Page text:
To further augment the reduction of overlay errors using the thermal chuck of the present invention, instead of aligning the photomask image only once to the entire substrate image, a specific embodiment of the invention aligns each individual panel (or potentially many isolated areas) on a substrate to the corresponding photomask area before exposure of that particular area, repeating the process for each area on the substrate. This technique is particularly useful where there are multiple panels (e.g., product images) on a single substrate.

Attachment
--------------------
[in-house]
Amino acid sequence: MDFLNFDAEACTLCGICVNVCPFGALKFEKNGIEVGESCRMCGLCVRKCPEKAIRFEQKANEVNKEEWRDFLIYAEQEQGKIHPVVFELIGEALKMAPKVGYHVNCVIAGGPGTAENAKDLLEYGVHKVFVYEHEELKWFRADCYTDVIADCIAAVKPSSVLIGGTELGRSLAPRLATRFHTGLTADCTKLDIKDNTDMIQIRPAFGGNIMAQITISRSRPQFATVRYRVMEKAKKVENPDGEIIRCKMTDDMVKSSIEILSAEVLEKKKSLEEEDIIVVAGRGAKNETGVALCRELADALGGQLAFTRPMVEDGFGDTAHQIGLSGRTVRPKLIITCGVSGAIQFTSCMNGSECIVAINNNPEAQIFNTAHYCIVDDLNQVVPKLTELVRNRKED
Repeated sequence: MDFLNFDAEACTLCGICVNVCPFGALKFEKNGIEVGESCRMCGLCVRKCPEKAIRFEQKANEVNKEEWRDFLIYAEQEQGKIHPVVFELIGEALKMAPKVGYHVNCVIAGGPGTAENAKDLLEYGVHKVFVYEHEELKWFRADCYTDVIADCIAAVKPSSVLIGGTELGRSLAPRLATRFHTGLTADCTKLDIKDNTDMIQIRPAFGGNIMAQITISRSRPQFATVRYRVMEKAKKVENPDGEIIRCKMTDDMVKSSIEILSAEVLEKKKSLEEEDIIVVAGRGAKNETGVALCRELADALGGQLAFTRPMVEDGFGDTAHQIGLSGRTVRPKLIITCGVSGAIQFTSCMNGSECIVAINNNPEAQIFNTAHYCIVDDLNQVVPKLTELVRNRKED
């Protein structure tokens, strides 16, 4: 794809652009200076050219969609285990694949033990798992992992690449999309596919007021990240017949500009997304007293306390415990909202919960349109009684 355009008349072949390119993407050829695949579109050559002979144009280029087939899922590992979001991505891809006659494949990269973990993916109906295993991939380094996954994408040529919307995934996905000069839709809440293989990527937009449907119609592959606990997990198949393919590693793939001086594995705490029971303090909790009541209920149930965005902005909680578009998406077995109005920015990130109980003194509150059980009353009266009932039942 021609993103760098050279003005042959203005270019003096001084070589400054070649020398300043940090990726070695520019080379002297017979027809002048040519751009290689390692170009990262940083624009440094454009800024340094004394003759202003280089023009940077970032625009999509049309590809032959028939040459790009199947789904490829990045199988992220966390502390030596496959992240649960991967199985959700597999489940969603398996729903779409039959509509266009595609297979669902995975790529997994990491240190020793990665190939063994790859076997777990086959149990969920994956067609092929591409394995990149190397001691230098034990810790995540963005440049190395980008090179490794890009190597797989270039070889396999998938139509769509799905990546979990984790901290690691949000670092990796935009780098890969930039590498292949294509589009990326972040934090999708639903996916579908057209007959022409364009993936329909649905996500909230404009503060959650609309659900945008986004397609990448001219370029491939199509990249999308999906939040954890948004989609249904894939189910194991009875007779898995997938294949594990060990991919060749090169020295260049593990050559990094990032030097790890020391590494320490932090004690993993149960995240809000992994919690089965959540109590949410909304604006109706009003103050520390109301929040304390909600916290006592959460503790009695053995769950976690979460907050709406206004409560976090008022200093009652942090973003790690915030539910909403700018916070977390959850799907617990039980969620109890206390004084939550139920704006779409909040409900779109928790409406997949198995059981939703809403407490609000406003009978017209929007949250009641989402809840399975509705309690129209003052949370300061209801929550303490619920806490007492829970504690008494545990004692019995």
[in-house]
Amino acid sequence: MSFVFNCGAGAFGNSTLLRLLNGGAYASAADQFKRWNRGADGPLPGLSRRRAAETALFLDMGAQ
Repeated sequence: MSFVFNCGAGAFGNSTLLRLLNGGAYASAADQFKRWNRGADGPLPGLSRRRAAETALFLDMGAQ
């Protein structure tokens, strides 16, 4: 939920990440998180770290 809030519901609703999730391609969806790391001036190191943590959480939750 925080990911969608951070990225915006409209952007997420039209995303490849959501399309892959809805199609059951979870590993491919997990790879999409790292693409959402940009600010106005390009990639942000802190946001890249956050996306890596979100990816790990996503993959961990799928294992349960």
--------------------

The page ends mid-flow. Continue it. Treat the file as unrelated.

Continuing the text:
Various embodiments of the invention may be useful in, for example, the manufacture of flat panel displays (FPDs) . Thermal, thin-film and compaction effects in FPD processes have been or can be characterized. To a significant extent, therefore, the effective magnification change of the substrate for each step of such a process may be predicted. Using this information, the present invention may be operated in a so-called static mode in which a single constant chuck temperature is employed for each process step, i.e., the scale of the substrate may be manipulated for each process step to compensate for the magnification change corresponding to the particular process step. In a more specific embodiment, differently scaled reticles could be produced for selected process steps thereby reducing the required dynamic range of the thermal chuck. That is, part of the compensation for overlay mismatch may be achieved by the use of differently scaled reticles and part may be achieved using the properties of the thermal chuck as described above.